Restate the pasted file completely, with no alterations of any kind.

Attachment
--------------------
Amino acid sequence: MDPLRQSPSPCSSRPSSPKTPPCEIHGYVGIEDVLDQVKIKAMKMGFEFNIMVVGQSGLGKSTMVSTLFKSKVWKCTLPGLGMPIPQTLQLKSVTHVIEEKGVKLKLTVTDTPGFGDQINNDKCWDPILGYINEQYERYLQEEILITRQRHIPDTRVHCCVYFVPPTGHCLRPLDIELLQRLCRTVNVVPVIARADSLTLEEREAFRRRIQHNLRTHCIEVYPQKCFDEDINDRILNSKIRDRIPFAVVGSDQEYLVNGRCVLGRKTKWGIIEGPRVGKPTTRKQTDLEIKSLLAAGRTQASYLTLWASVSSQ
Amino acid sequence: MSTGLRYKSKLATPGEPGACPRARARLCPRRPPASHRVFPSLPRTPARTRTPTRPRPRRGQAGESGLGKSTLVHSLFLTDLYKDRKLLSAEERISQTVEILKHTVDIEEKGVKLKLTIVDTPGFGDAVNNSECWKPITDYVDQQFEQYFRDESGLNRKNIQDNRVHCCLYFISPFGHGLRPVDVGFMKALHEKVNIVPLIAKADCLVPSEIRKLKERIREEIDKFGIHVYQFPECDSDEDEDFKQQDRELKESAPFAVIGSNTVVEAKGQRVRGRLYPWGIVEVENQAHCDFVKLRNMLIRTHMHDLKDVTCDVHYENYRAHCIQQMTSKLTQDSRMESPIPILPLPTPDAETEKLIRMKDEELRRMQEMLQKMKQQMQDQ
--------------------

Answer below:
Amino acid sequence: MDPLRQSPSPCSSRPSSPKTPPCEIHGYVGIEDVLDQVKIKAMKMGFEFNIMVVGQSGLGKSTMVSTLFKSKVWKCTLPGLGMPIPQTLQLKSVTHVIEEKGVKLKLTVTDTPGFGDQINNDKCWDPILGYINEQYERYLQEEILITRQRHIPDTRVHCCVYFVPPTGHCLRPLDIELLQRLCRTVNVVPVIARADSLTLEEREAFRRRIQHNLRTHCIEVYPQKCFDEDINDRILNSKIRDRIPFAVVGSDQEYLVNGRCVLGRKTKWGIIEGPRVGKPTTRKQTDLEIKSLLAAGRTQASYLTLWASVSSQ
Amino acid sequence: MSTGLRYKSKLATPGEPGACPRARARLCPRRPPASHRVFPSLPRTPARTRTPTRPRPRRGQAGESGLGKSTLVHSLFLTDLYKDRKLLSAEERISQTVEILKHTVDIEEKGVKLKLTIVDTPGFGDAVNNSECWKPITDYVDQQFEQYFRDESGLNRKNIQDNRVHCCLYFISPFGHGLRPVDVGFMKALHEKVNIVPLIAKADCLVPSEIRKLKERIREEIDKFGIHVYQFPECDSDEDEDFKQQDRELKESAPFAVIGSNTVVEAKGQRVRGRLYPWGIVEVENQAHCDFVKLRNMLIRTHMHDLKDVTCDVHYENYRAHCIQQMTSKLTQDSRMESPIPILPLPTPDAETEKLIRMKDEELRRMQEMLQKMKQQMQDQ